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3 Ways to Improve Confidence in Children

As we approach children’s mental health week 2022, I wanted to take this opportunity to share how to boost confidence in children. 

Of course, confidence isn’t as simple as “3 easy steps to build self-esteem”. 

However, I hope this blog will provide a base of the three pillars that are needed to help a child build resilience.

If your child is struggling or lacks confidence in Maths or English, get in touch! We teach these three skills in our Mindfulness-Based Maths and English tuition program.  

The three pillars that build confidence:

  1. Emotional Literacy
  2. Reflection
  3. Building habits for success

Let’s dive into each of these pillars and how they can help build self-confidence.

#1. Understand the relationship between thoughts, feelings and behaviours

Understanding the relationship between thoughts, feelings and behaviours.

This is called Emotional literacy.

It helps us to understand and identify the feelings and emotions both within ourselves and within others. 

Therefore, having this information can unlock our ability to develop empathetic individuals who can confidently navigate a complex and ever-changing social climate.

Furthermore, knowing how emotions and mental patterns can lead to behaviours that build success is an important part of creating it!

The relationship between thoughts, feelings and behaviours through the lens of Cognitive Behaviour Therapy (CBT). 

In our sessions, both academic tutoring and emotional wellbeing coaching, we use theories and models derived from CBT to help children understand how our brain interacts with emotions. 

This was described in the Mindful Toolbox session “How to Stop the Self-Sabotage”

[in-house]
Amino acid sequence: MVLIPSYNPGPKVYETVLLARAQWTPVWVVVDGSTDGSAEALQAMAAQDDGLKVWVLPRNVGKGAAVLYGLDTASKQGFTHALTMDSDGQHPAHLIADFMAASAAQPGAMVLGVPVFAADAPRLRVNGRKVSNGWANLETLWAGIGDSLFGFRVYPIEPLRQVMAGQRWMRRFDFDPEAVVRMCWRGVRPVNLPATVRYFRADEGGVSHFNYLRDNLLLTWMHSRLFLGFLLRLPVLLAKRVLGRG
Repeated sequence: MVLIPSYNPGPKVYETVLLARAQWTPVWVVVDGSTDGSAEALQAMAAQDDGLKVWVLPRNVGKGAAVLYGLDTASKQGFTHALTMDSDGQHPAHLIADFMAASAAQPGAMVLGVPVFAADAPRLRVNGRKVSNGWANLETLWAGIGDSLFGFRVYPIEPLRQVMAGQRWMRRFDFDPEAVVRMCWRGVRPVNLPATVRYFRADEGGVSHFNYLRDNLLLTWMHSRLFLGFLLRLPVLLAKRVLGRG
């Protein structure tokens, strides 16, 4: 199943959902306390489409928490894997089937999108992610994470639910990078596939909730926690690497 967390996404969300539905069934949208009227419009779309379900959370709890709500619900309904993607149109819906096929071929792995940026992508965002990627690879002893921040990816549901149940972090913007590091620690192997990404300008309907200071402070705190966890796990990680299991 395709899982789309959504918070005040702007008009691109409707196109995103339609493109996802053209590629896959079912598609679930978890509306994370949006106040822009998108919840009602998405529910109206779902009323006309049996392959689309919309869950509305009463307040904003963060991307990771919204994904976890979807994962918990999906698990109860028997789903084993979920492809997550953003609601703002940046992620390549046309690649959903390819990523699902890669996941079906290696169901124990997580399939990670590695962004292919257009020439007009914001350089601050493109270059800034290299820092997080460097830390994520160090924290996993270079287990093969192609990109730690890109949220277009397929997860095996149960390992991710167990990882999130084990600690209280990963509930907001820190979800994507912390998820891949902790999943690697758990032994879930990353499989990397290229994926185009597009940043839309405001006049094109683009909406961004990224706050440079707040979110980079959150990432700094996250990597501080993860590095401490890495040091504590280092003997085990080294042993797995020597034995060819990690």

The belief is that thoughts and emotions (in whichever order they are presented) can cause us to act. If this is a repeated action, it can form a behaviour. 

For example: 

ThoughtEmotionBehaviourReality
“I’m not good at Maths”Discouraged, embarrassed, disengaged, Not paying attention in class; Not trying in workWon’t have opportunity to learn and develop the skills and will indeed, not develop into a strong mathematician.
A thought pattern that exists for many of the students we work with

Understanding that our thoughts then create our behaviour can help us to take ownership and become more reflective of our thoughts. 

#2. Replace negative self-talk 

The importance of a strong, positive, inner voice is crucial to building confidence. 

Now that we see how our thoughts can influence behaviours that cause our reality, we can take responsibility to change them. 

Replacing negative self-talk begins with becoming aware of thoughts. 

This requires a level of self-awareness that emotional literacy will help to develop. 

Developing self-awareness of thoughts:

  • Practising mindfulness as this encourages observing our inner voices
  • Writing a thoughts journal to help us become aware of what thoughts trigger emotions and or behaviours that build negative habit patterns

*Download our Journal prompts to build your most confident self.

Once we have the ability to acknowledge what we’re thinking, then we can go about replacing the negative thoughts into more productive ones. 

Caution: This does not mean that we replace the “I can’ts” with false or misleading “I cans”

It’s important to note that working on confidence and practising mindfulness is not a case of simply “faking it ‘til you make it”.

Instead, it takes a realistic approach to assess if the thought is factual and then finds a way to reframe it so it resonates more truthfully. 

For example: 

ThoughtEmotionBehaviourReality
“I’m not good at Maths”Discouraged, embarrassed, disengaged, Not paying attention in class; Not trying in workWon’t have opportunity to learn and develop the skills and will indeed, not develop into a strong mathematician.